Archive for the ‘Can’ Category

April 29 – Today In Rock Music History

April 29, 2010

We Miss You Michael!

Michael Karoli, Can Guitarist, Michael Karoli Birthday April 29

Musician’s Born On April 29

1899 Duke Ellington (band leader)
1928 Carl Gardner (Coasters)
1931 Lonnie Donegan (UK King of Skiffle)
1936 Albee Cracolici (Mystics)
1942 Klaus Voorman (Manfred Mann)
1943 Duane Allen (Oak Ridge Boys)
1947 Tommy James (Crimson and Clover)
1948 Michael Karoli (Can)
1958 Simon Edwards (Fairground Attraction)
1968 Carnie Wilson (Wilson Phillips)
1973 Mike Hogan (The Cranberries)

Michael Karoli, Can Guitarist, Michael Karoli Birthday April 29

Deaths On April 29

1935 Leroy Car (blues singer)

Michael Karoli, Can Guitarist, Michael Karoli Birthday April 29

Number 1 In The Charts On April 29

1972 Roberta Flack: First Take : US LP
1978 Bee Gees: Night Fever : UK 45
1995 Various : The Lion King (OST) : US LP
1996 George Michael : Fastlove : UK single

Michael Karoli, Can Guitarist, Michael Karoli Birthday April 29

Various Music Events On April 29

1936 First television interview takes place with actress Peggy O’Neill interviewed at the Ideal Home Exhibition, London

1962 Five days after his son Steve Allen drowns in his home swimming pool, Jerry Lee Lewis returns to the UK for his first visit since the scandal of his marriage to his fourteen-year-old cousin.

1963 Andrew Loog Oldham signs Rolling Stones in management deal.

1965 Gerry and the Pacemakers begin US tour at Brooklyn Fox Theatre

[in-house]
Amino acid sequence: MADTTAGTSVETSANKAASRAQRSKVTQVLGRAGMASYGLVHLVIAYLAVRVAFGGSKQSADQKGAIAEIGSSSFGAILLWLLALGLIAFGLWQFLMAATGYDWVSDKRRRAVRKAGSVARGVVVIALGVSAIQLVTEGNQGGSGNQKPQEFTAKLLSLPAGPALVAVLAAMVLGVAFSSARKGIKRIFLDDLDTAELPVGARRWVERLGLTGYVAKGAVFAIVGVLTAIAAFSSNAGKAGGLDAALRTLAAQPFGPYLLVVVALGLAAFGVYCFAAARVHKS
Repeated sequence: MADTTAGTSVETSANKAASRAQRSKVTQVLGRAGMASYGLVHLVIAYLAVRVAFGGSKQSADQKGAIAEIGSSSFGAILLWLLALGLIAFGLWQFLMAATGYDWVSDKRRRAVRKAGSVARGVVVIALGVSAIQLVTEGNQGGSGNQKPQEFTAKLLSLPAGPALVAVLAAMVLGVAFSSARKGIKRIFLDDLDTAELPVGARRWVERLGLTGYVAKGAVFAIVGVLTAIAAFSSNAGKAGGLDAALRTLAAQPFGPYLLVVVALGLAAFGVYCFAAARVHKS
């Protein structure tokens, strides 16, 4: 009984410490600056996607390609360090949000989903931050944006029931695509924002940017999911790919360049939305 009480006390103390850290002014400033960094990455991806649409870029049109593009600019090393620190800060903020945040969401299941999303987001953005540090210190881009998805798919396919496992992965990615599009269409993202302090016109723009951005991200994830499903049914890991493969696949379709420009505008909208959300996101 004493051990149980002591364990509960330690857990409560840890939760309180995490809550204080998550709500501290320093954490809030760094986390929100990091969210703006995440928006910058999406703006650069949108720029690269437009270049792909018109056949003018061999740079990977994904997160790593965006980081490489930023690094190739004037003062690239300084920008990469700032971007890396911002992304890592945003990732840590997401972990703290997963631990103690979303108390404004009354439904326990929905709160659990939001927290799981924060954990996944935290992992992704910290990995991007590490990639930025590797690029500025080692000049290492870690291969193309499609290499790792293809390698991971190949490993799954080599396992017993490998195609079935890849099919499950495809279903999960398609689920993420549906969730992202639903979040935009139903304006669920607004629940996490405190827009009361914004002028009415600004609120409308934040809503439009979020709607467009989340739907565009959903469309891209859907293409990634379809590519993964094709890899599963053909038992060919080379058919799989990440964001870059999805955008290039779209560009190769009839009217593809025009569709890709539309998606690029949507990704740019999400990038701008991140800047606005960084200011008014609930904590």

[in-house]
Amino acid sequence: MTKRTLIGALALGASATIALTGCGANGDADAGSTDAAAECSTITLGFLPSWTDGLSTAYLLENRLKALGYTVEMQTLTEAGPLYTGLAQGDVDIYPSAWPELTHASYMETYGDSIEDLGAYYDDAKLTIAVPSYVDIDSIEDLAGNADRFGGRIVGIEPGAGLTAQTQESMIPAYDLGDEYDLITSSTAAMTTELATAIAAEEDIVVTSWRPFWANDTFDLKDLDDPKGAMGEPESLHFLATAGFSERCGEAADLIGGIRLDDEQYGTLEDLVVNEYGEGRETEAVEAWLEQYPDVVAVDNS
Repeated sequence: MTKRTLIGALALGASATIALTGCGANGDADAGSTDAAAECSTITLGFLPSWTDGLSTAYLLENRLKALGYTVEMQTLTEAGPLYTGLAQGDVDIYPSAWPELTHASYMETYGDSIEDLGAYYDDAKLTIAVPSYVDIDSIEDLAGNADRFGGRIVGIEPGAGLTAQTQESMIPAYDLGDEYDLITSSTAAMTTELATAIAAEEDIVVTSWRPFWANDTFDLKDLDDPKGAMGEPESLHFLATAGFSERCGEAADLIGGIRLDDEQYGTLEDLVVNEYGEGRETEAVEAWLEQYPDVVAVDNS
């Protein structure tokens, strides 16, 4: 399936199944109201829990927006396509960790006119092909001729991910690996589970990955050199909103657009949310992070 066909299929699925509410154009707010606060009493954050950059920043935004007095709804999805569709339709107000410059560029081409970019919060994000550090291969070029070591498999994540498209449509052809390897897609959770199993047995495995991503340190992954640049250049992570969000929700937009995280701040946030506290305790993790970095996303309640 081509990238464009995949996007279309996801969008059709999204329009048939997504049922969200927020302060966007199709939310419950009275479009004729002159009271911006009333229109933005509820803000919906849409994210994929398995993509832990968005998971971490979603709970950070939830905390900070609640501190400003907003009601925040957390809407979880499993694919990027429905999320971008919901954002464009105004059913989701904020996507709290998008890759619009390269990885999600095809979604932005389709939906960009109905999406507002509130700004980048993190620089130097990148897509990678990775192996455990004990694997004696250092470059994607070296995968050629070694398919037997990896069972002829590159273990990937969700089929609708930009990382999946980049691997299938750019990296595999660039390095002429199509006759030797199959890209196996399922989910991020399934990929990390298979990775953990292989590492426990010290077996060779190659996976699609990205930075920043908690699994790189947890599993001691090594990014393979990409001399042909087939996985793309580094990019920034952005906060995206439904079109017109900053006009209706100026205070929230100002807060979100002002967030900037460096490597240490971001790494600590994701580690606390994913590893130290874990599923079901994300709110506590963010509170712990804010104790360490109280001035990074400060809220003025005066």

1967 Aretha Franklin’s Respect released in US

1967 Fourteen-hour Technicolour Dream event held in London at Alexandra Palace (with Pink Floyd, Soft Machine, Pretty Things and Arthur Brown).

1972 John Lindsay, Mayor of New York, makes a personal plea to US Immigration Authorities not to deport John Lennon and Yoko Ono.

1979 Chris Rea debuts on UK LP chart with Deltics.

1993 Barry White appears on “The Simpsons.”, as a cartoon character!

1995 Rap artist Tupac Shakur,serving a jail term for sex abuse, marries Keisha Morris inside the Clinton Correctional Facility.

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- Retro Rebirth

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March 24 – Today In Rock Music History

March 24, 2010

Happy Birthday Holgar!

Holgar Czukay, Can Bass Player, Holgar Czukay Birthday March 24

Musician’s Born On This Day March 24

1937 Billy Stewart (Summertime)
1937 George Felton Hollis (Footstomping Part 1)
1938 Holgar Czukay (Can)
1948 Lee Oscar (War)
1951 Dougie Thomson (Supertramp)
1960 Nena (99 Red Balloons)
1970 Mase (Vincent Lamont Mason Jr) (De La Soul)

Holgar Czukay, Can Bass Player, Holgar Czukay Birthday March 24

Number 1 In The Charts On March 24

1956 Les Baxter: Poor People of Paris US 45
1973 Alice Cooper: Billion Dollar Babies UK LP
1973 O’Jays: Love Train US 45
1984 Lionel Richie: Hello UK 45
1990 Sinead O’Connor :I Do Not Want What I Haven’t Got : UK LP
1996 Celine Dion : Because You Loved Me : US single

Holgar Czukay, Can Bass Player, Holgar Czukay Birthday March 24

Various Music Events On March 24

1945 Billboard publish first US LP chart. Nat King Cole is at No. 1 with A Collection of Favourites.

1954 Ray Charles’s third R&B hit, It Should’ve Been Me peaks at No. 7

1955 First UK teen show Teleclub ends its BBC run

1956 Ray Charles’s Drown in My Own Tears US R&B No. 1

1958 Elvis Presley, after a 60-day deferment to make the movie King Creole, reports at 6.35 a.m. to his local Board 86, to become 53310761 in the US army.